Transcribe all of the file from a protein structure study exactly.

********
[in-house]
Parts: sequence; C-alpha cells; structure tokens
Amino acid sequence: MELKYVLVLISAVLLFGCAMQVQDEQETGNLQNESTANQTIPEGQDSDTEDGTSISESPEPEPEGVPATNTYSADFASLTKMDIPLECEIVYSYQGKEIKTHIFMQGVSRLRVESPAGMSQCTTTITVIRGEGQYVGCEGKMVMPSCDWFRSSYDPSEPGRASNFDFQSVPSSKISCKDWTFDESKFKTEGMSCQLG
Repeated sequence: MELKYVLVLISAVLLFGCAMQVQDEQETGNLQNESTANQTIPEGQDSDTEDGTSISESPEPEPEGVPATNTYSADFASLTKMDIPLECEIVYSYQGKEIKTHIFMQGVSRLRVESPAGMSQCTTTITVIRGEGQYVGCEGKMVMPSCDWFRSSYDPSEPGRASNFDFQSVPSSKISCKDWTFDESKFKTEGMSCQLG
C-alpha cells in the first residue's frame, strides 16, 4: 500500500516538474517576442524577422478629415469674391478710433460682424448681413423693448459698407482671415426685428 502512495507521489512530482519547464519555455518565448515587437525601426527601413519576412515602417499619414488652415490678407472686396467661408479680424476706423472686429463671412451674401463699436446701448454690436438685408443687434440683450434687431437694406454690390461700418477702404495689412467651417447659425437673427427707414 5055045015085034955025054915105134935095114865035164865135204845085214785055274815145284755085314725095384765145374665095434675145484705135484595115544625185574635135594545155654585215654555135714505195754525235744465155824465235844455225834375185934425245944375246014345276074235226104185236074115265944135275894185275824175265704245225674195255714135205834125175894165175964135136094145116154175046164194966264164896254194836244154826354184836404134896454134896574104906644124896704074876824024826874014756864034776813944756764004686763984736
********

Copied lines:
[in-house]
Parts: sequence; C-alpha cells; structure tokens
Amino acid sequence: MELKYVLVLISAVLLFGCAMQVQDEQETGNLQNESTANQTIPEGQDSDTEDGTSISESPEPEPEGVPATNTYSADFASLTKMDIPLECEIVYSYQGKEIKTHIFMQGVSRLRVESPAGMSQCTTTITVIRGEGQYVGCEGKMVMPSCDWFRSSYDPSEPGRASNFDFQSVPSSKISCKDWTFDESKFKTEGMSCQLG
Repeated sequence: MELKYVLVLISAVLLFGCAMQVQDEQETGNLQNESTANQTIPEGQDSDTEDGTSISESPEPEPEGVPATNTYSADFASLTKMDIPLECEIVYSYQGKEIKTHIFMQGVSRLRVESPAGMSQCTTTITVIRGEGQYVGCEGKMVMPSCDWFRSSYDPSEPGRASNFDFQSVPSSKISCKDWTFDESKFKTEGMSCQLG
C-alpha cells in the first residue's frame, strides 16, 4: 500500500516538474517576442524577422478629415469674391478710433460682424448681413423693448459698407482671415426685428 502512495507521489512530482519547464519555455518565448515587437525601426527601413519576412515602417499619414488652415490678407472686396467661408479680424476706423472686429463671412451674401463699436446701448454690436438685408443687434440683450434687431437694406454690390461700418477702404495689412467651417447659425437673427427707414 5055045015085034955025054915105134935095114865035164865135204845085214785055274815145284755085314725095384765145374665095434675145484705135484595115544625185574635135594545155654585215654555135714505195754525235744465155824465235844455225834375185934425245944375246014345276074235226104185236074115265944135275894185275824175265704245225674195255714135205834125175894165175964135136094145116154175046164194966264164896254194836244154826354184836404134896454134896574104906644124896704074876824024826874014756864034776813944756764004686763984736